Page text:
hone. For sleeving there is a press which has been constructed in the Shop and incorporates B. and • E. hydraulic gear adapted from apparatus taken from a tipping lorry, but this pres4 .is now being superseded by a freezing tank in which sleeves are shrunk by exposure to a temperature of —150 degrees F., in which condition they can be inserted by hand, that is a hand protected by a rubber glove.

Adjacent to the cylinder bay are engine and crankshaft stands on which • maiii and big-end bearings are fitted. These, however, are relatively advanced operations and prior to them new bearings are cast with the aid of Forwell remetalling apparatus. In the subsequent drilling of oil holes, etc., speed and precision are assured by the use of jigs, and this also permits the application to its operation of semi-skilled labour.

For line-boring main bearings after remetalling, a Cuthbert power-driven tool is employed. There is no need to stress the importance of exact alignment of connecting rods, and every rod before assembly is tested and trued on an ingenious Ammco gauge which guarantees precise parallelism between the big and little-end bores.

All crankshafts, if not worn ' beyond the limits fixed by the manufacturer, have their main

and crank journals trued and subsequently polished in a Lempco crankshaft grinder. This precision machine tool works to limits of 0.00025 in., which, in conjunction with the accuracy of the bearing-boring equipment, renders any scraping in the bedding of the bearings quite unnecessary.

Replugging of

Casting Core Holes

As an example of the precautions taken to prevent from developing later troubles Which had not appeared at the time the unit was laid up for overhaul, may be named replugging of all cylinder-block core holes. These are common sources of water leak and, besides the direct ill-effects of loss of water, such leaks give an engine a most unpleasant and neglected appearance. Other operations include the finishing of any cleaning of cylinder heads, etc., that the chemical tank has not completed, for which Morris flexibledrive tools are used and truing up camshafts, valve seats, valves and rockers.

Our attention was drawn to a Van Norman wet grinder which is wide in scope and carries out a number of such jobs, notably the reconditioning ot valves, truing both seats and stems and all rocker ends. Another small but important item of equipment is a Champion plug sand-blaster and pressure-tester.

No engineering shop is complete without a lathe, and this machine tool is represented by a unit of medium size and comprehensive capability.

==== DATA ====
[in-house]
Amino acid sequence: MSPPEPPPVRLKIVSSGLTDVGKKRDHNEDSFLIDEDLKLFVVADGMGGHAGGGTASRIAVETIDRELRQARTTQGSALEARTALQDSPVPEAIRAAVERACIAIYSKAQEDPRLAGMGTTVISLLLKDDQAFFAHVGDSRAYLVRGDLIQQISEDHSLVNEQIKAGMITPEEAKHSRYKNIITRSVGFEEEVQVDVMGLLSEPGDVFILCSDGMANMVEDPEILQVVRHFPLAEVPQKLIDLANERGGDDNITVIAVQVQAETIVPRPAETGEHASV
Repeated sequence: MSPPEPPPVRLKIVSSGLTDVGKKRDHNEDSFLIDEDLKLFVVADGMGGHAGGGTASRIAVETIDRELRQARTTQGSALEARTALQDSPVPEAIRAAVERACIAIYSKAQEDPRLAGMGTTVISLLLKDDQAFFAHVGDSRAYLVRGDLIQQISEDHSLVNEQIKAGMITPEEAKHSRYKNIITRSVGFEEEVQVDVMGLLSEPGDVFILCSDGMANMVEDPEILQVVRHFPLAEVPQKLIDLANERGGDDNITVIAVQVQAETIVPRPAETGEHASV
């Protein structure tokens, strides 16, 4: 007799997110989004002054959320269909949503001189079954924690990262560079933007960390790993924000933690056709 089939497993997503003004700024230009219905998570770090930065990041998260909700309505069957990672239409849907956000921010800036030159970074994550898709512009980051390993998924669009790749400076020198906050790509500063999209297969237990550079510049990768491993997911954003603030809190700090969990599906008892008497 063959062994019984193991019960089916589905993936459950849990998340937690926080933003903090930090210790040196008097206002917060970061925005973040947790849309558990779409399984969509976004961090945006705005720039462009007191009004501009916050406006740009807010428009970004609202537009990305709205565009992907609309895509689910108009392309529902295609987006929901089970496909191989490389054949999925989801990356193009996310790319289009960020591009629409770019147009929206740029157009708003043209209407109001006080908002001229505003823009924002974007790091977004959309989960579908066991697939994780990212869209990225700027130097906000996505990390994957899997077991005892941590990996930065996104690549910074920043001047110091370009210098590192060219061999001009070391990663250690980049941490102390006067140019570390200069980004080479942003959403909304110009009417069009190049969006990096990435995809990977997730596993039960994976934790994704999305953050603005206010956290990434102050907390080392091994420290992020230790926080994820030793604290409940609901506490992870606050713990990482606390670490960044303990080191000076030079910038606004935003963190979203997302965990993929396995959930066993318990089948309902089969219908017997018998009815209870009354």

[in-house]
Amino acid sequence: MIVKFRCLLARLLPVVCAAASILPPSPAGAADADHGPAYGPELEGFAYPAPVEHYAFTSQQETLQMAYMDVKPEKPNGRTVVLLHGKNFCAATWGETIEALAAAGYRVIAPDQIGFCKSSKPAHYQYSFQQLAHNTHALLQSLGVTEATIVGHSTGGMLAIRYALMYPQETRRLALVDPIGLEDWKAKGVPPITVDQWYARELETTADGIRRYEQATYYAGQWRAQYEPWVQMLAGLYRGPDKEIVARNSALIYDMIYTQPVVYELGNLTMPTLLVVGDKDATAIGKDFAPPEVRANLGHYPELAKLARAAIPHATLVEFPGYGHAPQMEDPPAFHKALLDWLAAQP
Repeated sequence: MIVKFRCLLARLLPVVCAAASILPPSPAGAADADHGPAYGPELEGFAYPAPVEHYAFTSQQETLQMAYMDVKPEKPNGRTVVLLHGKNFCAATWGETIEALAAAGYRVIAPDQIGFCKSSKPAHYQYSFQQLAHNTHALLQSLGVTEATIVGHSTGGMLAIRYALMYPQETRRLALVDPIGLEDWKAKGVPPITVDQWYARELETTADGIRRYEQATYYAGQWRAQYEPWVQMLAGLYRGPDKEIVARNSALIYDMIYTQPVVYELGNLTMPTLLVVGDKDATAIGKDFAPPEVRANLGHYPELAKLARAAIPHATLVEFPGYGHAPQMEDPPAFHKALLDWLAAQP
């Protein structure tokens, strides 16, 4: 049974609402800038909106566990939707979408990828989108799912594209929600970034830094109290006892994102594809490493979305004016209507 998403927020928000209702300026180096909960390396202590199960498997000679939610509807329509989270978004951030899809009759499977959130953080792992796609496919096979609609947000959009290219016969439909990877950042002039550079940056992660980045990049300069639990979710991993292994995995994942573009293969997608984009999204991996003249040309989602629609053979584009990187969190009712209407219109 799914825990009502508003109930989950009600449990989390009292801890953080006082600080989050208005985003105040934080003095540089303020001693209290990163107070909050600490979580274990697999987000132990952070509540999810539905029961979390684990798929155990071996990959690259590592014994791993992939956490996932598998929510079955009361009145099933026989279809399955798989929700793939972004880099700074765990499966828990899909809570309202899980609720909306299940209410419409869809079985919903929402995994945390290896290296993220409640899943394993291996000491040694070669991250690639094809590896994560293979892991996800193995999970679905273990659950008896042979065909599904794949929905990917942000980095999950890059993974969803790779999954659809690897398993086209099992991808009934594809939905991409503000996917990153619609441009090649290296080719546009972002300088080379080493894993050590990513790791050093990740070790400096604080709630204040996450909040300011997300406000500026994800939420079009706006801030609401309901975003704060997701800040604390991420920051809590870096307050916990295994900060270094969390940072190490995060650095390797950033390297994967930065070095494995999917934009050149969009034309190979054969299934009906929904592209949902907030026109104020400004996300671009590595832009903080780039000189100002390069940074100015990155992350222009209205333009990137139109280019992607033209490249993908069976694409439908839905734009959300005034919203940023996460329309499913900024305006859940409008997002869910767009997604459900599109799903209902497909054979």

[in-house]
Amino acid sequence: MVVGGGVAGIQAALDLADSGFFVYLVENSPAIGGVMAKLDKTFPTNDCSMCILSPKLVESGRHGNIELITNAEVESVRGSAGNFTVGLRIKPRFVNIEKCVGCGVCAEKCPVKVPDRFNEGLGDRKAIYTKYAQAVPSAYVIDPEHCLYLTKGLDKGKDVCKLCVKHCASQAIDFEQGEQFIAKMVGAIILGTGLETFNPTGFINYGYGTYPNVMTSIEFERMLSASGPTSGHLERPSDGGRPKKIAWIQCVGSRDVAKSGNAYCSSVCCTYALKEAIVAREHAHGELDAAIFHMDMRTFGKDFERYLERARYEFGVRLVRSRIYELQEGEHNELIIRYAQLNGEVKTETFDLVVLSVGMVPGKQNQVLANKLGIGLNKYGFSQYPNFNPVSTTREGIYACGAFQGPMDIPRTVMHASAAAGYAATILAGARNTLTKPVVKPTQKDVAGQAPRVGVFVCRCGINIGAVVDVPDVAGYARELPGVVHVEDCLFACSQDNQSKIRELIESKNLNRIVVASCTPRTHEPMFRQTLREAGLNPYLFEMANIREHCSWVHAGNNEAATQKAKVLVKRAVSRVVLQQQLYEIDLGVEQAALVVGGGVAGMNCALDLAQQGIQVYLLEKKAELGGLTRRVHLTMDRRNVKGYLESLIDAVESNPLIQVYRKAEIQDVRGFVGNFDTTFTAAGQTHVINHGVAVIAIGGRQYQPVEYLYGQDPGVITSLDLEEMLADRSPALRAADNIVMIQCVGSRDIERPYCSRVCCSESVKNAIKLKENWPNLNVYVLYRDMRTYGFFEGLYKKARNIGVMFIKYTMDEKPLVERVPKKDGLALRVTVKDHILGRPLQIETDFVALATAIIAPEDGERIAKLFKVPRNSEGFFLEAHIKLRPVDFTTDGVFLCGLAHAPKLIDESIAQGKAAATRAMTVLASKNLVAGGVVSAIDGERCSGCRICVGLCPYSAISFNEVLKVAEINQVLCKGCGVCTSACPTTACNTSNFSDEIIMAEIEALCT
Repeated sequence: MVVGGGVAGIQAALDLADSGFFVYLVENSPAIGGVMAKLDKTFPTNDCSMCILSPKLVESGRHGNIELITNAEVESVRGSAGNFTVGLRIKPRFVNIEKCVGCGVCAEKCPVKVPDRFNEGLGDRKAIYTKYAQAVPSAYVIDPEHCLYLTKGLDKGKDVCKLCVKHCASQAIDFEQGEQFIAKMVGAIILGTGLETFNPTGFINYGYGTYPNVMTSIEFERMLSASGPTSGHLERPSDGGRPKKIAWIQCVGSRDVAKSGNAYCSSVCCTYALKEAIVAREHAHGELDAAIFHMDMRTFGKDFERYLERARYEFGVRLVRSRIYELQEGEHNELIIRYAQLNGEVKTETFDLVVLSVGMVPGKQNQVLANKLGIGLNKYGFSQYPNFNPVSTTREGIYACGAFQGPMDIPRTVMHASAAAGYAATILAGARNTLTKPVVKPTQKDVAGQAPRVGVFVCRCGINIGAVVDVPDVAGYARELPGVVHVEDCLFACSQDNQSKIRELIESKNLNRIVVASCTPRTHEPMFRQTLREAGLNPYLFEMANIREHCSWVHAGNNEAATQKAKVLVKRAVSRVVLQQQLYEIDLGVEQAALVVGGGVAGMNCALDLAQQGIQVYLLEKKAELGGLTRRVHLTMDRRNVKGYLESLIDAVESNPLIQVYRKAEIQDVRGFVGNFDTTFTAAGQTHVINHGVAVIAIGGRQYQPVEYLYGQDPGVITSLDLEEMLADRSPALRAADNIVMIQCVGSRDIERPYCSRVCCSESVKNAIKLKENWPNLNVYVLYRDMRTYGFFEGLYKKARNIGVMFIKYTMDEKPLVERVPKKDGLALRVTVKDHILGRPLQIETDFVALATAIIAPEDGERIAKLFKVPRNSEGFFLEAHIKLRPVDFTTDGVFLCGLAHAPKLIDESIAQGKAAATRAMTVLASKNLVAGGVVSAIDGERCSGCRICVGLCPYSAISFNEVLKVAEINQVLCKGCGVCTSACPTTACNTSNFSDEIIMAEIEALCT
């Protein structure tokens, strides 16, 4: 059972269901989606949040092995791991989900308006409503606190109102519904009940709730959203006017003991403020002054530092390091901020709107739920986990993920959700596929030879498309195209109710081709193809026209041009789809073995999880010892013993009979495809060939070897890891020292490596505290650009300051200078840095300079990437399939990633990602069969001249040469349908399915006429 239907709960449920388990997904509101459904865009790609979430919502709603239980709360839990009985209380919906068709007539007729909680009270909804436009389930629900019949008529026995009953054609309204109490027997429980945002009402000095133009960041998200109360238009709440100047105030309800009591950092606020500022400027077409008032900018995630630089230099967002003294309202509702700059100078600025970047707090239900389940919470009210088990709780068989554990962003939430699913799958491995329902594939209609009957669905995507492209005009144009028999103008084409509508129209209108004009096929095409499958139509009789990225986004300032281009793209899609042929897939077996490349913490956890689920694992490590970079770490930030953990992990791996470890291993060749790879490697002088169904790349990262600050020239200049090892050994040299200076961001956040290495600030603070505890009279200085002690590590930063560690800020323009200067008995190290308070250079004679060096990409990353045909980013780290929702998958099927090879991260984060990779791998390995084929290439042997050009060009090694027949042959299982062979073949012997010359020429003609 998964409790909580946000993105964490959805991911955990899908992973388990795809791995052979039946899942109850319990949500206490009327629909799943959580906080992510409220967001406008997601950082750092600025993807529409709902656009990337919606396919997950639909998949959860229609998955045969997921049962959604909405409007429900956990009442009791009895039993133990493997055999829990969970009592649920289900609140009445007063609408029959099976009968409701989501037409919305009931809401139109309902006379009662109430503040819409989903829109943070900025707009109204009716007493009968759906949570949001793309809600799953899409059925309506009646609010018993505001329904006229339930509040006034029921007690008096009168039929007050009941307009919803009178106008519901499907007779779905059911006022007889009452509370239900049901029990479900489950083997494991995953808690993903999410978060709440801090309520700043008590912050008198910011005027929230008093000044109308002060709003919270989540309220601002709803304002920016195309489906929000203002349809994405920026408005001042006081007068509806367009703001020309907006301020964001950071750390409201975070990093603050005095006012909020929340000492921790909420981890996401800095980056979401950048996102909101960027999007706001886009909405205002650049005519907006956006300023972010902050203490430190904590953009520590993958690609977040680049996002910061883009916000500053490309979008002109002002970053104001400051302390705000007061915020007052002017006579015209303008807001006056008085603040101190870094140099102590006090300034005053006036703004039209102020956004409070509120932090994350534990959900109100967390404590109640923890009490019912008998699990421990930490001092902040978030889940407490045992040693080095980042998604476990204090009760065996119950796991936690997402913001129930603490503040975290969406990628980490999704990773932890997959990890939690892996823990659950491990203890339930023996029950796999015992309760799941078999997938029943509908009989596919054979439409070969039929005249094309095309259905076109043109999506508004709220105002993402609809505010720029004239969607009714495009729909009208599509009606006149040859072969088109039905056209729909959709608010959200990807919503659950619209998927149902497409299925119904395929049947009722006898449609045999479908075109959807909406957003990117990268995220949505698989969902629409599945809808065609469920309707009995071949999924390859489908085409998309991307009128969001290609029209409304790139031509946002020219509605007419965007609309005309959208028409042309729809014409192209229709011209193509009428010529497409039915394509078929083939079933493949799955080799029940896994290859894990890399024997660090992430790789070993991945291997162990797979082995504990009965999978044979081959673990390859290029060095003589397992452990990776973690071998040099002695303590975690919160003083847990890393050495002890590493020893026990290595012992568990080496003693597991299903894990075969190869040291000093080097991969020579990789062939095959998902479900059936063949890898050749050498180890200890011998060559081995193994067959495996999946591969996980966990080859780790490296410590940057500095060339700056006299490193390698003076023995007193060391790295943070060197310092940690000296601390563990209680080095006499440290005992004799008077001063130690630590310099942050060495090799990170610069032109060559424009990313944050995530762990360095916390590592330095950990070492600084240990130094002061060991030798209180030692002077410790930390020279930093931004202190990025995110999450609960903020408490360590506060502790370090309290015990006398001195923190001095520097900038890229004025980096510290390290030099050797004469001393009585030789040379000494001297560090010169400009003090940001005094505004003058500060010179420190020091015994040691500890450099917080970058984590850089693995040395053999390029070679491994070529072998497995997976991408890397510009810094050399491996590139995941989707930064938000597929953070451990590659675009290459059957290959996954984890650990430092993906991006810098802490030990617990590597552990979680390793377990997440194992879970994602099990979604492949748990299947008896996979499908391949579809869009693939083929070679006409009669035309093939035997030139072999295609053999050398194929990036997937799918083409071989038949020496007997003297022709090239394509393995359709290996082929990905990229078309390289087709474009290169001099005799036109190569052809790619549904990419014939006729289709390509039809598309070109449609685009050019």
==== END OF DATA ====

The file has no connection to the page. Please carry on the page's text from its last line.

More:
Running right around the department is a rail for a travelling crane, and this is so situated that it passes over a trap-door in the floor which, in turn, is immediately above the engine test bed. Thus, finished engines can be lowered from the reconditioning shop and dropped straight on to the test bed. The last-named is a Heenan and Fronde outfit, including a water brake, and every engine, before passing out, is run

under its own power for 8 hrs. and Indust develop the maker's specified output, namely, 72 b.h.p. at 3,000 r.p.m. For only three hours of the eight is the unit allowed to run at light load. Another point that is insisted upon is that the oil pressure gauge shall register 40 lb. per sq. in.

Various other standards, of course, have to be conformed with; for example, temperatures are carefully checked, if any fault manifests itself, the engine is dismantled again, as necessary, the rectification effected, and the test repeated. As might be expected, troubles are not often experienced.

After this run the head is taken off again, the piston crowns and combustion chamben walls are cleaned up, any final adjustments effected that may he necessary and the head replaced with the joint permanently made. Then the unit is wiped down externally, given a coat of paint, and is ready to go into a chassis or to be packed in a box. specially made for the purpose, and sent off for the customer to install.

Some significance attaches to the fact that, in, order to encourage operators properly to look after these reconditioned units, a tappet clearance feeler gauge is sent out with every one so that after the new valve seatings have bedded down the appropriate adjust ments can be effected. .

It was, indeed, mention of this detail that prompted the question quoted at the beginning, Mr. Payne remarking: " We are doing everything we can think of to promote success. The rest is up to the operator."


People: G. S. Payne